Exploitation of Female Migrant Workers: Qatar World Cup

Since 2010, Qatar has been preparing for the World Cup. For the past decade, the government has been rapidly developing its infrastructure. Qatar has recruited migrant workers to build these stadiums and hotels through the Kafala system and recruitment organizations in migrant host countries. Kafala is a system where migrants can come to a country under the supervision of a sponsor. Even though the evolution of the Kafala system is disputed, generally dominant narratives fail to acknowledge how the legacy of British colonialism marginalizes migrants and necessitates a strong dependence on migrant labor. Under Kafala states reassign control over a migrant’s status to the individual or company employing them. Unfortunately, lacking legal protection allows for a high degree of exploitation by public private Qatari companies, as well as private citizens employing migrant workers in their homes.  

Dangerous working conditions often lead to traumatic and even deadly circumstances for migrants. Many migrant workers toiled under extreme heat for over eighteen hours a day preparing for the 2022 World Cup. According to The International Labor Organization, 50 workers lost their lives in 2020 and just over 500 were severely injured, with 37,600 suffering mild to moderate injuries. Furthermore, the industries are highly segmented by gender. While male migrants work typically in manual labor or construction, female migrants work in hospitality and as domestic workers. This labor market segmentation in industry has exacerbated existing labor rights issues. Female migrants have been the target of horrific physical and sexual abuse. Human Rights Watch has documented stories of migrants working under these obscene conditions. 

Reina, a 45-year-old migrant, describes how long hours have put her safety at risk.  

 “I went to sleep at 1am, and at 3am the 17-year-old daughter woke me up asking me to go and buy her a Red Bull. Then at 5.30am I started my usual working day, washing the car and preparing to drive the kids to school… at 10pm I crashed the car into the wall.” 

Another woman, Joy, reports physical abuse from employers.  

“My employer started spitting on us and slapped me again… before this incident she also kicked me on my back.” 

In addition, many women have reported being sexually harassed and assaulted by their employers. Female migrants are often manipulated by sponsors into human trafficking. They are promised to work in a bar or nightclub only to get kidnapped and sold into labor or sex slavery. 

Migrants are generally afraid to speak up because they fear retaliation. According to The Guardian, one man describes it as being watched. To make matters worse, hope for a better future for migrants and their families is fleeting when they return home without the income they were promised. Human Rights Watch shares the story of a worker who didn’t receive the wages they migrated for: 

“When surviving in Qatar became unaffordable despite charity support for food, we decided to return. I was gutted on the flight back. Homecoming is usually a happy occasion when we bring back gifts for families. I was instead returning empty-handed without any savings on a ticket purchased by my family with borrowed money.”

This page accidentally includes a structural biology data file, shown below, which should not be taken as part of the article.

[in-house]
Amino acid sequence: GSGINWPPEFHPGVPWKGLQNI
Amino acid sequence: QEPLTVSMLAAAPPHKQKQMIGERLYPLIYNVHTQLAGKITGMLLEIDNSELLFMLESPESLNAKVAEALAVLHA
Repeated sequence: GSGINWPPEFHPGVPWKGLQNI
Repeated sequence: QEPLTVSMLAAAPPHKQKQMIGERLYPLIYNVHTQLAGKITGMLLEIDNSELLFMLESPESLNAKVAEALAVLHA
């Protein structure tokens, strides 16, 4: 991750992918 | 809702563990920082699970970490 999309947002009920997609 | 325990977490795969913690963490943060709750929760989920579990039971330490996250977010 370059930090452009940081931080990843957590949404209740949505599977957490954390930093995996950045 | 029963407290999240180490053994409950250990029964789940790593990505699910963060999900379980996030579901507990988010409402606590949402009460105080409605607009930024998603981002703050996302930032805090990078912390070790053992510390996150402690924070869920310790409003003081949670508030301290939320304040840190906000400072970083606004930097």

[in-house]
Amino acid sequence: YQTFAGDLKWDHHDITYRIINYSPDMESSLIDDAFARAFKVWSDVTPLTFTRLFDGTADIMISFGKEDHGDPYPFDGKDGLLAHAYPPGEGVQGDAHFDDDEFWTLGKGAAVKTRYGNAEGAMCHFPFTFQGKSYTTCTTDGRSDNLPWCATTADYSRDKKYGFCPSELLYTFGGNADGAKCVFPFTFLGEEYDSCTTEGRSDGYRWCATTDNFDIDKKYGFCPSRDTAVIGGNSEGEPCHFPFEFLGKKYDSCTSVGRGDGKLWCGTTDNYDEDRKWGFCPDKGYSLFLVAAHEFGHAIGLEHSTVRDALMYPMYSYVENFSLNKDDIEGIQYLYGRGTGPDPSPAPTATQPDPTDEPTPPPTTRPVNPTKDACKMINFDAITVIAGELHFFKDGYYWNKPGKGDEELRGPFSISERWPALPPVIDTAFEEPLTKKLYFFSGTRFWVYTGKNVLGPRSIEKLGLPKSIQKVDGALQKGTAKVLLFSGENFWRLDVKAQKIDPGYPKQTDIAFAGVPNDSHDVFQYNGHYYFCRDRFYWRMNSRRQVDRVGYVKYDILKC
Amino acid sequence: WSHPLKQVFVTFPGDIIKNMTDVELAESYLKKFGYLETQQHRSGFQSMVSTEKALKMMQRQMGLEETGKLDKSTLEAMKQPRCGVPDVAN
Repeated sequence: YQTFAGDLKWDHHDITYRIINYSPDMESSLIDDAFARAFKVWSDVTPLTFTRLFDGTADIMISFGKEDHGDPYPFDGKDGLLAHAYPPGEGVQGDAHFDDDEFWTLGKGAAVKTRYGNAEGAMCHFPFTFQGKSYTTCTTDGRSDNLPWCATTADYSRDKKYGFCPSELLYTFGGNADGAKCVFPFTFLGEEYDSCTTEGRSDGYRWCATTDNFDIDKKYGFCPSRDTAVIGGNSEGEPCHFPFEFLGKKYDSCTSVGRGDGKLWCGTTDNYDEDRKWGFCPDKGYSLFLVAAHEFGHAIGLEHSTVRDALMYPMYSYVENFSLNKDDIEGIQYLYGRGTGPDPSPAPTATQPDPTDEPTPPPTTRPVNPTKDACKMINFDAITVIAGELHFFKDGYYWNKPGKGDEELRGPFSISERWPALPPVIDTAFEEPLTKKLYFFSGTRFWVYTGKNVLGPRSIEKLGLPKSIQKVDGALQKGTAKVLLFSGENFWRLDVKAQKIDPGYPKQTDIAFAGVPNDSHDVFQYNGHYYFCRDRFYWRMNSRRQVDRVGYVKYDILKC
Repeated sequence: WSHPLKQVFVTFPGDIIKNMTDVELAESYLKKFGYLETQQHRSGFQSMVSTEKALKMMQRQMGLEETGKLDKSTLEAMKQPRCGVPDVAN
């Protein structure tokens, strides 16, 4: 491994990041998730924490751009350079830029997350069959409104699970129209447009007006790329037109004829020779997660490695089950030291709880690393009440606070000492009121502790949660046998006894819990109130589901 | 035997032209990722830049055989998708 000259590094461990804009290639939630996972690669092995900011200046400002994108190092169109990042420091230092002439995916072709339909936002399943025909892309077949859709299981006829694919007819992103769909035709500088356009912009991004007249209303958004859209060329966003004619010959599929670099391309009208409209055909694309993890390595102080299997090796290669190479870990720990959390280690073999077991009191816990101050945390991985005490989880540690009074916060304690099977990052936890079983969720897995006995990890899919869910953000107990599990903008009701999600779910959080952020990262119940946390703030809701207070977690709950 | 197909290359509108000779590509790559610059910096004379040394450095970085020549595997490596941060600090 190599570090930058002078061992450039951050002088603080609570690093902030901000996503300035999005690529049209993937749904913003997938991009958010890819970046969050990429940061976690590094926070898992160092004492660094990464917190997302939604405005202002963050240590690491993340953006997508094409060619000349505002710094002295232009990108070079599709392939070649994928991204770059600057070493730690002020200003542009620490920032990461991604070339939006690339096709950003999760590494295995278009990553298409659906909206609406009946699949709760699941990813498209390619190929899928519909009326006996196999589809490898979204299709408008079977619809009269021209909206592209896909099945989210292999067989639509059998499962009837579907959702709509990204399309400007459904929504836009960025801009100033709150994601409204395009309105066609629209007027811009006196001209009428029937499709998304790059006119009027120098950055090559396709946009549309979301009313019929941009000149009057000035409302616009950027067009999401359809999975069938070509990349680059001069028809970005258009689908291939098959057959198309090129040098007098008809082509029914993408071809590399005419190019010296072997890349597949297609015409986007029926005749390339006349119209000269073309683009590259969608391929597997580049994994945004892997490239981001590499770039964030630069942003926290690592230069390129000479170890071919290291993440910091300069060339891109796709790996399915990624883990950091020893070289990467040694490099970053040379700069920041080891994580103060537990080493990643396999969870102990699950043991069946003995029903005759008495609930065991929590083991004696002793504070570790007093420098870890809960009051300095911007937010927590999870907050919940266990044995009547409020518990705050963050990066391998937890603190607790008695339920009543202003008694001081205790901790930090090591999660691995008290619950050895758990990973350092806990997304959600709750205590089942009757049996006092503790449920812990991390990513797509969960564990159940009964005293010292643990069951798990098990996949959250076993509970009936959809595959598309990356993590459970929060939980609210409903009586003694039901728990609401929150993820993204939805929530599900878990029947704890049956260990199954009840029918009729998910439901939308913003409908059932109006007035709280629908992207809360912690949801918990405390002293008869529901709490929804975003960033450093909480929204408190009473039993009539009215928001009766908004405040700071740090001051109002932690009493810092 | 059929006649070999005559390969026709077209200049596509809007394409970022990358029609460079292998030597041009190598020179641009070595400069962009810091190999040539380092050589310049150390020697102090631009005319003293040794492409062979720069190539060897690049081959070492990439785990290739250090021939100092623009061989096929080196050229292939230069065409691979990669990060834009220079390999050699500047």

While The U.S. government has not explicitly condemned Qatar’s World Cup, U.S. soccer players took steps to advocate for workers’ rights. According to The Athletic, in 2019, soccer players met with the International Labor Organization, Amnesty International, The Center for Sport and Human Rights, and the Qatari government’s Supreme Committee for Delivery and Legacy. American soccer players and officials were determined to ensure that vendors helping the team were complying with worker rights. Moreover, the U.S. The Soccer Team signed the Union of European Football Associations or UEFA’s World Cup Working Group in supporting workers with compensation at the World Cup. Despite some advocacy for workers, the U.S. government did not take steps to protest the game. In fact, an American delegation went to The World Cup to cheer on the players.  

Even though countries have not protested the games, people resisted The World Cup through individual actions. According to the BBC, Paris and some surrounding French cities did not set up fan zones for the event. Euronews reports Brussels bar owners joined the boycott and refused to show the games out of political, ethical, and social concerns. The lack of action from governments is concerning, but civil society and individuals still found creative ways to protest these human rights abuses from Qatar. 

Businesses, especially sports bars and restaurants, protested the games by not showing the games. Individuals took a stand by not watching the games and encouraged others to boycott the games. By spreading information about the human rights atrocities involved in this World Cup, people amplified voices to speak out against the World Cup. This was done by simply sharing a news story or infographic on social media or by talking about the Kafala system with family and friends. People and organizations also raised up late migrant workers’ stories to honor their lives and raise awareness of the human impact of exploitation. Honoring victims looked like displaying a portrait of a late migrant, buying a bumper sticker in support of migrants, writing a blog about a migrant's story or sharing an NGO's infographic on social media. Spreading awareness with information, resources, and resistance, we as individuals and civil society can stand up to exploitation and fight for better working conditions. 



How Qatar ended up hosting the World Cup | CNN

Brussels bar owner joins others in Qatar World Cup boycott over 'ethical' concerns | Euronews


What do Qatar’s World Cup workers fear most? Being sent home | Pete Pattisson in Doha | The Guardian

ILO publishes report on work-related deaths and injuries in Qatar

President Biden Announces Presidential Delegation to Qatar to Attend the Closing Ceremonies of the 2022 FIFA World Cup | The White House

US Soccer seeking to join UEFA Working Group in supporting worker compensation at Qatar World Cup - The Athletic

What Happens to the Migrant Workers Who Built the World Cup? | NYT News

Transit States: Labour, Migration and Citizenship in the Gulf on JSTOR

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The Many Faces of Nonviolence - Drawing a New Nonviolent Reality for Youth